F1 and FIA can best help the W Series, and the entire concept of Motorsport, by distancing themselves as far as possible from this discriminating series that only allows people of a certain gender participate.

    Formula 1 and it’s feeder series do not have a gender requirement. Women are free to race against men in all relevant series leading up to F1 that already exist, let a capable woman earn her place on the grid like any other F1 driver we have today.

    Alot of people are eager to tweet and post on social media positively about this discriminatory, and sexist, racing league. But when it comes down to sitting on the couch and dedicating free time to watch it, the W Series is failing because nobody cares about it enough to watch it for free, never mind putting it behind a subscription paywall and people paying for it.

  8. Hamilton probably means well, but labeling the participants as “amazing drivers” when the series is being dominated again and again by someone who looked at best mediocre in a full season of Formula Regional Europe is putting way too much pressure on them. The level in the W Series is pretty poor, but that’s not because they’re girls or young women. Every time you have to fill a field from a small selection of available talent you’re going to see this. Same thing with some participants at the FIFA World Cup, and that’s the world’s most popular sports, and one of the cheapest to get in to as well.

    There are currently good – arguably better than the W Series – initiatives to promote female participation in sportscars, with relative success in both the ELMS and WEC. More can and should be done, and then in time there will be someone among these female drivers who can make it into F1. But it might not come from the current generation. Again, not because they’re female, but because there aren’t yet enough professional female drivers to find those special talents. Most professional male drivers aren’t cut out to be F1 stars either, but there are enough of them around to find the few ones that are.

    1. Good, insightful comment.

      Personally, I don’t have much issue with Hamilton labelling the drivers as “amazing” — I suspect I would value that kind of encouragement. And especially in the context of the negativity and discussed chauvinism directed towards the series and its drivers, his comments are very welcome indeed. And I’d be wary of describing the series’ level as “poor” — it is what it is; it’s a lower rung on the ladder than the official F1 feeder series are, so it’s to be expected.

      All the same, I really appreciate the recognition you give to other initiatives and the fact you will get a relatively wide variety of abilities when selecting from an objectively more limited talent pool (in these early days of the series).

      1. The series is poor. That is a factual statement. Any other series with a grid as weak as W Series would get regarded as weak, it features drivers yet to even drive at F4 level, drivers that did F4 & finished towards the back, a middling British F4 driver, a F3 Regional backmarker and 2 GP3 rejects.

        When the best driver in the series that dominates in almost every weekend gets embarrassed in a very weak FREC grid, there is no way you can describe it as quality. I dare say that good F4 drivers would quickly & easily better them if they competed. Lower ladder series are expected to be lower quality, but W Series is even lower quality than that.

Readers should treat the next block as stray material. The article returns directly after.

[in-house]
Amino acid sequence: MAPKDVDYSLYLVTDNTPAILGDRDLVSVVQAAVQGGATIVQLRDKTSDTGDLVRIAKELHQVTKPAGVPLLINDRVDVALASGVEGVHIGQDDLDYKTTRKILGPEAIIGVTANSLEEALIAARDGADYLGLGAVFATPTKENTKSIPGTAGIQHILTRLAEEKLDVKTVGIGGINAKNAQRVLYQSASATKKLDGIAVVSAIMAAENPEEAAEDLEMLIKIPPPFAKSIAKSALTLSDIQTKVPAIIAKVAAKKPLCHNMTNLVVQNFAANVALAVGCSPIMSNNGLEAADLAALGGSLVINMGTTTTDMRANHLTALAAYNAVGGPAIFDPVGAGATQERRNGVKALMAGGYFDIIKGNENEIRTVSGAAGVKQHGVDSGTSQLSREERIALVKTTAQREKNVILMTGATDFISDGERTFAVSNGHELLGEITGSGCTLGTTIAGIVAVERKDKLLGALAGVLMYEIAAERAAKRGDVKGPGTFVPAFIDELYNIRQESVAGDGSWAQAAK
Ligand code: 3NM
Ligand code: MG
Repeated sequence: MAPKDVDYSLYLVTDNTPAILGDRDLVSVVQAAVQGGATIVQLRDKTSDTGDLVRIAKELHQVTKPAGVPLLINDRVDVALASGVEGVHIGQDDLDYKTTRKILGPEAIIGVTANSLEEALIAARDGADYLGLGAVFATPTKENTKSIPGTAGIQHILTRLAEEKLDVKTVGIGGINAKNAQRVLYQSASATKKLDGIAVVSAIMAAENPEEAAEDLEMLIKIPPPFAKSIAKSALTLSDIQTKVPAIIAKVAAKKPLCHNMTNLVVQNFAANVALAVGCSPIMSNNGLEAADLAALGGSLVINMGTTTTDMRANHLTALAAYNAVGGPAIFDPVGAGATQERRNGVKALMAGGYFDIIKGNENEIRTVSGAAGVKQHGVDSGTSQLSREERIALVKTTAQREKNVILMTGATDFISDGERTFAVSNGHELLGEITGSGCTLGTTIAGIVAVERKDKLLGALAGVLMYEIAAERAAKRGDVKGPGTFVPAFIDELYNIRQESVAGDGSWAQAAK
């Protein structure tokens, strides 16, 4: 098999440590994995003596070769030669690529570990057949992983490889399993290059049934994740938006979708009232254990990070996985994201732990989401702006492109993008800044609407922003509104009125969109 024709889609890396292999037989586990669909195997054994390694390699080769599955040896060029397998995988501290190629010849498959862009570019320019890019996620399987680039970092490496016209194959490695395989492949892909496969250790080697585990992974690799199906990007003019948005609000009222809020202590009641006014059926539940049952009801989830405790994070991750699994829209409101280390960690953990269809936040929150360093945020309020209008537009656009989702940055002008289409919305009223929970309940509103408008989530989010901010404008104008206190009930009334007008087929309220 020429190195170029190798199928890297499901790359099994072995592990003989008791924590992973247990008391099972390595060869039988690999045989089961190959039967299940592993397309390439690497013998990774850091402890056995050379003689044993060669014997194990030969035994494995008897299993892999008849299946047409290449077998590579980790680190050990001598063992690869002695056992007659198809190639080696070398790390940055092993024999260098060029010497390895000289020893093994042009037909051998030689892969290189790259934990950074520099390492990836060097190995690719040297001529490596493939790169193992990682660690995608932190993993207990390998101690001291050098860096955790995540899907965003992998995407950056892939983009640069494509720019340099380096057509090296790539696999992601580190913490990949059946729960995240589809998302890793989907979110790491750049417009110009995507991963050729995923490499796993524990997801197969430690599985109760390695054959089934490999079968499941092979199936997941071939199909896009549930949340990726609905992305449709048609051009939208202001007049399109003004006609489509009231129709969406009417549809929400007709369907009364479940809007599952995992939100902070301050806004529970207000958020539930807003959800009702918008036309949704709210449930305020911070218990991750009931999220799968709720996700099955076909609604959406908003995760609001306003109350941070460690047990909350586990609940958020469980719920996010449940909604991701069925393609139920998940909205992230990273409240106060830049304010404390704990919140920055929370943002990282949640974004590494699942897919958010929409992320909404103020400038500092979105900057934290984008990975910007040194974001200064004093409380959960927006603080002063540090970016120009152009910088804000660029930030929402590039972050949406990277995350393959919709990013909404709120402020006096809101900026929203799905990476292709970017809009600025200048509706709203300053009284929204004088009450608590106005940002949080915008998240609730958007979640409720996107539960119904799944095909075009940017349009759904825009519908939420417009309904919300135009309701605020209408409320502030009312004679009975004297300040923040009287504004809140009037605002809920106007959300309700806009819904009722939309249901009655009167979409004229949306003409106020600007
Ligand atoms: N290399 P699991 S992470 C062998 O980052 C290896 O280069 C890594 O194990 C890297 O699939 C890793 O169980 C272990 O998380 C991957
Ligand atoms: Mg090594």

9. Nothing is stopping him to go race there.

  10. One thing is saying women don’t have the level to race F1. Another thing is to level the play field for women, which are discriminated more often than not. What if the next Senna is a woman. How a raw talent can go up the ranks of a biased system? W series has a money problem, a system problem, a sporting problem. Women must be part of every series rather than setting a particular series with no reward at all. To me, the best solution possible is to add teams to existing series with female drivers, sponsored by FIA.

    1. What if the next Senna is a woman.

      Bad example. It’s not the Sennas you’re losing. If a kid with that background shows interest and talent, they’ll make it to the top regardless of gender.

      What W series supposed, but has ultimately failed to prove, is the existence of a group of talented, interested women who drive cars competitively but don’t have the family background to support them.

      Of course, roaming the planet for a generation+ of failed race drivers and putting them in F4-level machinery to be dominated by a somewhat talented woman in her mid-20s might not be the best way to prove that thesis.

  11. They should concentrate on grassroots initiatives to try and get girls interested in karting, if anything. Instead of taking on the world’s only exclusionary racing series.

  12. Broadcasting it on more plqtfprms, like f1tv, wouldve helped massively

  13. Most girls on average are not interested in racing cars and there’s nothing wrong with that.

    We don’t try and force boys into ballet or netball because they are not represented at the highest level do we?…

    A talented girl karter will make it and have even more opportunities due to her female privilege ie much more female sponsorship offers.

    So just let it be. The path to F1 is open to everyone if they have enough talent (and money)

    Giving inflated legups to females simply because of their gender (to tick boxes) just means overlooked underprivileged boys may miss out. Is that just?

Comments are closed.